(CN) – A two-year antitrust investigation into Amazon’s e-book business ended Thursday with the European Commission accepting the Seattle-based giant’s promise to drop so-called “most favored nation” clauses in its distribution contracts with publishers.
The commission began its investigation of Amazon in June 2015, and focused on whether the company’s requirement that publishers notify it when competitors offer new or more favorable terms. The regulatory agency also looked at whether “most favored nation” clauses – where Amazon demanded to receive as good or better terms from publishers than what was given to competitors – hampered competition in the e-book sector.
On Thursday, the commission said Amazon has agreed to stop enforcing and will no longer introduce the contract clauses. After taking public comment, the commission accepted Amazon’s pledge and ended the investigation.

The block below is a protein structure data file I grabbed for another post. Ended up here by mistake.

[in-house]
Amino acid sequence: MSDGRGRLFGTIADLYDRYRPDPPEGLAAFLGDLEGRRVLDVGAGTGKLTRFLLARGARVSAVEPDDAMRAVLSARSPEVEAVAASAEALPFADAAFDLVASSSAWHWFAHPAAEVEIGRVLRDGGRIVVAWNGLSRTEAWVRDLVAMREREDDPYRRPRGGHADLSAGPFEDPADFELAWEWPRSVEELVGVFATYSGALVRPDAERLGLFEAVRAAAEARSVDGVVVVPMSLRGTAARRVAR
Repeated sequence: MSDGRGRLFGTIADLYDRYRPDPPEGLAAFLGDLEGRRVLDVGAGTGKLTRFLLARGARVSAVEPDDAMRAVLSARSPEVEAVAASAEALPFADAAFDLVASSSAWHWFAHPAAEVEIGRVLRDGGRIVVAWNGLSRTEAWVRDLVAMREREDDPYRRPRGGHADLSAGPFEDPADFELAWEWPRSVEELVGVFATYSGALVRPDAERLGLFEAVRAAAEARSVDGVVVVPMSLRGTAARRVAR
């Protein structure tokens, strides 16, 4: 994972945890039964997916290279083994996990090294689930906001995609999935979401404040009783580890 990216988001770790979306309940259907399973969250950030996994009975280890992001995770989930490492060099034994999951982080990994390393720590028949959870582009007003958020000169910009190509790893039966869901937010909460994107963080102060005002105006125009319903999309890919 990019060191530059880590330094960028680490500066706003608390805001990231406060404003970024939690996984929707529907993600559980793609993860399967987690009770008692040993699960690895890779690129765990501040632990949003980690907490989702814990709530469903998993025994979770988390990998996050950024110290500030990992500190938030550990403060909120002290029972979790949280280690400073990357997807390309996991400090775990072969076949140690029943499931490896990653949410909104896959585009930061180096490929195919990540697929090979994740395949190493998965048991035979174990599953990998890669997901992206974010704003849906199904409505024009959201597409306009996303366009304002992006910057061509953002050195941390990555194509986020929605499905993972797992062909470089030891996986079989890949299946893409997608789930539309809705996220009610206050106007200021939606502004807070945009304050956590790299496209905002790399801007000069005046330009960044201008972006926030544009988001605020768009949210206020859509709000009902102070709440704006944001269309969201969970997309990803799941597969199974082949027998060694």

“Today’s decision will open the way for publishers and competitors to develop innovative services for e-books, increasing choice and competition to the benefit of European consumers,” competition commissioner Margrethe Vestager said in a statement. “Amazon used certain clauses in its agreements with publishers, which may have made it more difficult for other e-book platforms to innovate and compete effectively with Amazon. We want to ensure fair competition in Europe’s e-books market, worth more than 1 billion euros.”
Amazon’s agreement also includes a provision allowing publishers to cancel contracts that include the offending clause, with 120 days’ advance written notice.